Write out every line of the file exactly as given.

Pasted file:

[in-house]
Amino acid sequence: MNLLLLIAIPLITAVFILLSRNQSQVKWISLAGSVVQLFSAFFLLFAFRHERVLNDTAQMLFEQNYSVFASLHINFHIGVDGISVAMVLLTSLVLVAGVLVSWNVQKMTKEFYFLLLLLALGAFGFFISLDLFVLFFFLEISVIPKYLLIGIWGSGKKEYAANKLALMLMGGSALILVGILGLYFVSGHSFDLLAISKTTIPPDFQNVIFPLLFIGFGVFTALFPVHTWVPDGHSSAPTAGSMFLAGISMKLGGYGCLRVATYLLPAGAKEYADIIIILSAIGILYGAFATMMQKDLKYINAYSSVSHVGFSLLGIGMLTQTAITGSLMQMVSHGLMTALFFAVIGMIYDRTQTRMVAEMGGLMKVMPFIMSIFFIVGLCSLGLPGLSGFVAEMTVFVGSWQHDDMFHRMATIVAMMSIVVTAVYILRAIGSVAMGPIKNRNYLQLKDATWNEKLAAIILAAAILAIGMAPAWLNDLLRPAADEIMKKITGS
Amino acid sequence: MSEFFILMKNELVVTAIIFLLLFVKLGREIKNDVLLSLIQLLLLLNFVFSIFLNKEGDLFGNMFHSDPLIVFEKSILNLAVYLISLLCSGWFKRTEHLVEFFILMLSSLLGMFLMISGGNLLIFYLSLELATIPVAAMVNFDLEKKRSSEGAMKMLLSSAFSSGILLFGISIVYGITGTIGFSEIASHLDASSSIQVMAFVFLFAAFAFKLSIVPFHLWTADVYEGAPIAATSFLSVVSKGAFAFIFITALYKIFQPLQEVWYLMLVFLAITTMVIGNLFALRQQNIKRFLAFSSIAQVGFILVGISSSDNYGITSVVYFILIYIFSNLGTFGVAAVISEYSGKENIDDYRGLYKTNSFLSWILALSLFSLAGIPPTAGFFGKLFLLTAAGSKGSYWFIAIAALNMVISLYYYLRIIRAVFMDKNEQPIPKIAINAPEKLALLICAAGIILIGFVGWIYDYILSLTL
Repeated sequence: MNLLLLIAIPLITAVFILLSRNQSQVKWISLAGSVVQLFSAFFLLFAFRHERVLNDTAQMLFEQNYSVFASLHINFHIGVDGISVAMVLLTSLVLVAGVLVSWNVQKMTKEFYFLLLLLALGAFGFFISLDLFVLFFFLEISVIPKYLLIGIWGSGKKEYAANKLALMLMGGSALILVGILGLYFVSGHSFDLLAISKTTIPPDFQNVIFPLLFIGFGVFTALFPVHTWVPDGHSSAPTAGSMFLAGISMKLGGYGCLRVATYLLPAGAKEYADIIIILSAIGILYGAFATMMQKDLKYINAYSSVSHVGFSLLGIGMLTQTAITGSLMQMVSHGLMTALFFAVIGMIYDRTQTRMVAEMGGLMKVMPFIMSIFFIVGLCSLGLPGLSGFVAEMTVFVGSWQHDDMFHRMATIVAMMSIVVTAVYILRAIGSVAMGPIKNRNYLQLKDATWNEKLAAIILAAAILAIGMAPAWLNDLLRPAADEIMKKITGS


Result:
[in-house]
Amino acid sequence: MNLLLLIAIPLITAVFILLSRNQSQVKWISLAGSVVQLFSAFFLLFAFRHERVLNDTAQMLFEQNYSVFASLHINFHIGVDGISVAMVLLTSLVLVAGVLVSWNVQKMTKEFYFLLLLLALGAFGFFISLDLFVLFFFLEISVIPKYLLIGIWGSGKKEYAANKLALMLMGGSALILVGILGLYFVSGHSFDLLAISKTTIPPDFQNVIFPLLFIGFGVFTALFPVHTWVPDGHSSAPTAGSMFLAGISMKLGGYGCLRVATYLLPAGAKEYADIIIILSAIGILYGAFATMMQKDLKYINAYSSVSHVGFSLLGIGMLTQTAITGSLMQMVSHGLMTALFFAVIGMIYDRTQTRMVAEMGGLMKVMPFIMSIFFIVGLCSLGLPGLSGFVAEMTVFVGSWQHDDMFHRMATIVAMMSIVVTAVYILRAIGSVAMGPIKNRNYLQLKDATWNEKLAAIILAAAILAIGMAPAWLNDLLRPAADEIMKKITGS
Amino acid sequence: MSEFFILMKNELVVTAIIFLLLFVKLGREIKNDVLLSLIQLLLLLNFVFSIFLNKEGDLFGNMFHSDPLIVFEKSILNLAVYLISLLCSGWFKRTEHLVEFFILMLSSLLGMFLMISGGNLLIFYLSLELATIPVAAMVNFDLEKKRSSEGAMKMLLSSAFSSGILLFGISIVYGITGTIGFSEIASHLDASSSIQVMAFVFLFAAFAFKLSIVPFHLWTADVYEGAPIAATSFLSVVSKGAFAFIFITALYKIFQPLQEVWYLMLVFLAITTMVIGNLFALRQQNIKRFLAFSSIAQVGFILVGISSSDNYGITSVVYFILIYIFSNLGTFGVAAVISEYSGKENIDDYRGLYKTNSFLSWILALSLFSLAGIPPTAGFFGKLFLLTAAGSKGSYWFIAIAALNMVISLYYYLRIIRAVFMDKNEQPIPKIAINAPEKLALLICAAGIILIGFVGWIYDYILSLTL
Repeated sequence: MNLLLLIAIPLITAVFILLSRNQSQVKWISLAGSVVQLFSAFFLLFAFRHERVLNDTAQMLFEQNYSVFASLHINFHIGVDGISVAMVLLTSLVLVAGVLVSWNVQKMTKEFYFLLLLLALGAFGFFISLDLFVLFFFLEISVIPKYLLIGIWGSGKKEYAANKLALMLMGGSALILVGILGLYFVSGHSFDLLAISKTTIPPDFQNVIFPLLFIGFGVFTALFPVHTWVPDGHSSAPTAGSMFLAGISMKLGGYGCLRVATYLLPAGAKEYADIIIILSAIGILYGAFATMMQKDLKYINAYSSVSHVGFSLLGIGMLTQTAITGSLMQMVSHGLMTALFFAVIGMIYDRTQTRMVAEMGGLMKVMPFIMSIFFIVGLCSLGLPGLSGFVAEMTVFVGSWQHDDMFHRMATIVAMMSIVVTAVYILRAIGSVAMGPIKNRNYLQLKDATWNEKLAAIILAAAILAIGMAPAWLNDLLRPAADEIMKKITGS